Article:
While trekking, he was tasked with looking after the support camels and developed a close friendship with a local Kazakh nomad, Alibek. Just months later, he joined Alibek and his family and lived for 3 months as a nomad through the harsh winter of the Altai Mountains. Alibek and Chris’s friendship deepened, and they have since embarked on another six expeditions, mainly in the western region of Mongolia, including to the eagle hunters of the Altai Mountains. Chris has hunted with eagles, rode horses across the icy tundra and lived as the Kazakh nomads have for hundreds of years.
In this talk, illustrated with a brief documentary, Chris tells what it was like to walk across the Gobi and live with nomads - and the story of his most recent expedition, the Spring Migration. The Spring Migration is an annual event that sees nomadic families move their home and animals hundreds of kilometres through biting temperatures across the Altai Mountains. With more extreme winters than ever as a result of climate change, this trip has become more challenging and gruelling than ever. He also describes living with ancient peoples, the harsh nomadic life of the reclusive Kazakh nomads and the eagle hunters of the Altai Mountains, and residing in temperatures as cold as 60 degrees Celsius.
Christopher Schrader was educated at United World College in Hong Kong and is presently on extended leave from his undergraduate studies at Harvard University. Already an endurance athlete, at 16 his first expedition was a 600 km hike across England. In 2010, he cofounded the Walking With a Purpose Foundation to raise money for charity. Later that year, he completed the Hong Kong Challenge, a 150 km run, swim and row across Hong Kong in 24 hours. He also founded the Youth Endurance Network, which facilitates numerous events including Running to Stop the Traffik and YEN expeditions.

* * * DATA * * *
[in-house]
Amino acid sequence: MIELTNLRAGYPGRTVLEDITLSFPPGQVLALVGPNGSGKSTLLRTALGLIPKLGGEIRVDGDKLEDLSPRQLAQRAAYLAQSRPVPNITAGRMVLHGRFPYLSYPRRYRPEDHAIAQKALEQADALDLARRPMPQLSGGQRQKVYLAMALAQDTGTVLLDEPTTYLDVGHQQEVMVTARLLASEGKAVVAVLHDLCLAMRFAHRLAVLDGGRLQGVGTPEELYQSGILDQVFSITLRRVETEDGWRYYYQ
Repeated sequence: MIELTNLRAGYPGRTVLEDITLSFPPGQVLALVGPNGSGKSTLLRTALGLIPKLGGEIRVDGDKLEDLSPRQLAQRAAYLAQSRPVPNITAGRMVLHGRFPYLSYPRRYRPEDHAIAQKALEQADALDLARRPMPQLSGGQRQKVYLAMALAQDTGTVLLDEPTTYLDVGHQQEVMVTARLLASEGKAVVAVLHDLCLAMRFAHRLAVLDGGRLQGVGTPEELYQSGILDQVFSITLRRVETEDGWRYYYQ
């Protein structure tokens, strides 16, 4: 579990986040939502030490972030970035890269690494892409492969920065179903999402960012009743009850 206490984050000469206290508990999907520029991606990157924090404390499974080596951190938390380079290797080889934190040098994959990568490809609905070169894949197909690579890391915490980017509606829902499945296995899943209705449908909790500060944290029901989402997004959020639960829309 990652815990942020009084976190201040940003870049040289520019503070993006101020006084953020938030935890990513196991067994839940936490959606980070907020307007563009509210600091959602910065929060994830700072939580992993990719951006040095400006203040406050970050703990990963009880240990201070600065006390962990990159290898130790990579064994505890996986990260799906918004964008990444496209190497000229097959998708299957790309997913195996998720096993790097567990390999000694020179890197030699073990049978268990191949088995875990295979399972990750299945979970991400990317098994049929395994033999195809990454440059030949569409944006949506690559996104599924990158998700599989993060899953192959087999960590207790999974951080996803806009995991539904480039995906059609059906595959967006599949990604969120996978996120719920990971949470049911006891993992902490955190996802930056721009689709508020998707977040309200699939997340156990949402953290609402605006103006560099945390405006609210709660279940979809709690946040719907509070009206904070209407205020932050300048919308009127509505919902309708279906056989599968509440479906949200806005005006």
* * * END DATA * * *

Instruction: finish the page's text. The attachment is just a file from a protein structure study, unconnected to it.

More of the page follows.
Chris is also founder and chairman of the 24 Hour Race, a global non-profit fighting slavery. He is also an avid adventurer, including having cycled across Canada for the speed record, amongst many other expeditions. He is one of the youngest persons awarded a fellowship at the Royal Geographical Society and has helped raise over US$10m for a plethora of causes globally. He has spoken at over a hundred schools from Kuala Lumpur, to Ulaan Baator, to London.
Members of the RGS, their guests and others are most welcome to attend this event, which is HK$150 for RGS Members and HK$200 for guests and others, including a complimentary glasses of white or red wine. This event is free of charge for Student Members.
The Royal Geographical Society - Hong Kong wishes to express its thanks to UBS as the Venue Sponsor of this talk.